In the 1800s, a total of three wars were fought by the U.S. military against the Seminoles. These campaigns were the longest, costliest, and bloodiest of all the Indian wars. Although many Seminoles were killed or removed to present-day Oklahoma, they were never defeated, and to this day, more than 3,000 Seminoles are known as “The Unconquered” Seminole Tribe of Florida.

The Big Cypress Shootout – Seminole War Reenactment is held every year in February, and commemorates the Seminole’s struggle and sacrifice to remain in their homeland. The event features authentic weapons, soldier and warrior attire and tactics typical of the Second Seminole War.

The events usually lasts three days and includes music, Seminole food, Seminole and pioneer artisans, tomahawk throws, primitive archery competition, Seminole Stomp Dancing, authentic Seminole and soldier camps, venomous snake shows and alligator wrestling. “Period settlers” from around the country hew wood, iron and silver crafts and depict trading techniques from the Seminole war era.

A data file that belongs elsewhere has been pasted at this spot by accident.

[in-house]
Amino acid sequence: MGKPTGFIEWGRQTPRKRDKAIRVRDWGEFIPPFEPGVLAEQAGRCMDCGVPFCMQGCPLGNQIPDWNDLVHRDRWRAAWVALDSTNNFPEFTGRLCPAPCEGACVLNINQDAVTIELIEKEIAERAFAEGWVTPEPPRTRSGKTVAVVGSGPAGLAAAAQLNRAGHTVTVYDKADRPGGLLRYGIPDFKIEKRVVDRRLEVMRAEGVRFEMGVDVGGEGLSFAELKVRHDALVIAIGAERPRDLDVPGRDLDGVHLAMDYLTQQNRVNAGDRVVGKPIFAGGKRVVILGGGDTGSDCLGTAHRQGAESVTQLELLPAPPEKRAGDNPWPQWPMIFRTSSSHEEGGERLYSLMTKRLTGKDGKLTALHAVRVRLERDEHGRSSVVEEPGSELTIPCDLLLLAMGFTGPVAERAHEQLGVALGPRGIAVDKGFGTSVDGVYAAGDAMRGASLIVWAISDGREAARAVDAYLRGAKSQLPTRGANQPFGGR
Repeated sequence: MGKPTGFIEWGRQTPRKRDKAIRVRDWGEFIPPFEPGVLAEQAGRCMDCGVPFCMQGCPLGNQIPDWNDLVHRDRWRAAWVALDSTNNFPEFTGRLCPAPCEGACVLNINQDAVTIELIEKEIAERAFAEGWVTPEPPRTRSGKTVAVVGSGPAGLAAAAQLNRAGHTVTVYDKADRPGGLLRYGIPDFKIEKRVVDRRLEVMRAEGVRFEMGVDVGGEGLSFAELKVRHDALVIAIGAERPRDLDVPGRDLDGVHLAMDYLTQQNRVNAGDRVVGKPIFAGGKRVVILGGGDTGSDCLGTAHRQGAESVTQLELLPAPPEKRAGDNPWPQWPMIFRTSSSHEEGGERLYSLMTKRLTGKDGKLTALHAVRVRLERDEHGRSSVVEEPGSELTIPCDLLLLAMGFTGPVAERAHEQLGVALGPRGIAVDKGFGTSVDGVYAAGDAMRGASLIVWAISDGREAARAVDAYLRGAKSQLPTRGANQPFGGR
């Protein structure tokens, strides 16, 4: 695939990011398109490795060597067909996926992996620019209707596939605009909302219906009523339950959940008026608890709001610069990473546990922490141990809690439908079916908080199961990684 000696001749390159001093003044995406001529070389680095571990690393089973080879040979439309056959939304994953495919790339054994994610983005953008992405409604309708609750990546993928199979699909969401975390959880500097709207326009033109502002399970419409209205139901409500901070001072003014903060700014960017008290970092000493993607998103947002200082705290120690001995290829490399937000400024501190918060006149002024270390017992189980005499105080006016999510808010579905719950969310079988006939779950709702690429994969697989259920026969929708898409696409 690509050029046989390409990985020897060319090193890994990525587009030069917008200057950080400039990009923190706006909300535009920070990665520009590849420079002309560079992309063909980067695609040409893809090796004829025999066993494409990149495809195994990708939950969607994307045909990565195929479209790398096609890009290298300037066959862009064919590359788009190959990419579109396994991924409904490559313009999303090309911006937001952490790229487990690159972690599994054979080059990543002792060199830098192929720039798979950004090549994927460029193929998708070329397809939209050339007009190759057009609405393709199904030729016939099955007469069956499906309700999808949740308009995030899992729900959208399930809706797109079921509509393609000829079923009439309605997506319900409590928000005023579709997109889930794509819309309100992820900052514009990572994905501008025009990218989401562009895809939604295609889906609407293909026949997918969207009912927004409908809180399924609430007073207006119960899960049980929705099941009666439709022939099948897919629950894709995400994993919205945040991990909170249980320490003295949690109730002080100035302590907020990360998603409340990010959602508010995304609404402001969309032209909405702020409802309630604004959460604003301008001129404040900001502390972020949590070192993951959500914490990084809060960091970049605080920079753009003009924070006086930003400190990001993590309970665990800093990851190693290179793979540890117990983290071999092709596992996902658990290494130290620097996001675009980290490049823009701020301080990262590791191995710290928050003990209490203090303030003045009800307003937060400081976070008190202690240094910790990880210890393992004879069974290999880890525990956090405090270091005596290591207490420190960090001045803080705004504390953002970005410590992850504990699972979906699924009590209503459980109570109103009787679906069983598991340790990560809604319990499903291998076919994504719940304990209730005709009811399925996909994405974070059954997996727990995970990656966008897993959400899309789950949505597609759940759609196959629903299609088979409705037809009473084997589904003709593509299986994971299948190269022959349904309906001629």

It was a real pleasure to be able to meet Moses Jumper, Jr., the main character of the Shootout event. “Bigg” as he is called by his friends, is also is also one of the best Native poets in the world. You can read more about Jumper on this Seminole Tribune Article: Q-and-A with Moses “Bigg Shot” Jumper Jr.

For more information about this event visit their website: www.bcshootout.com

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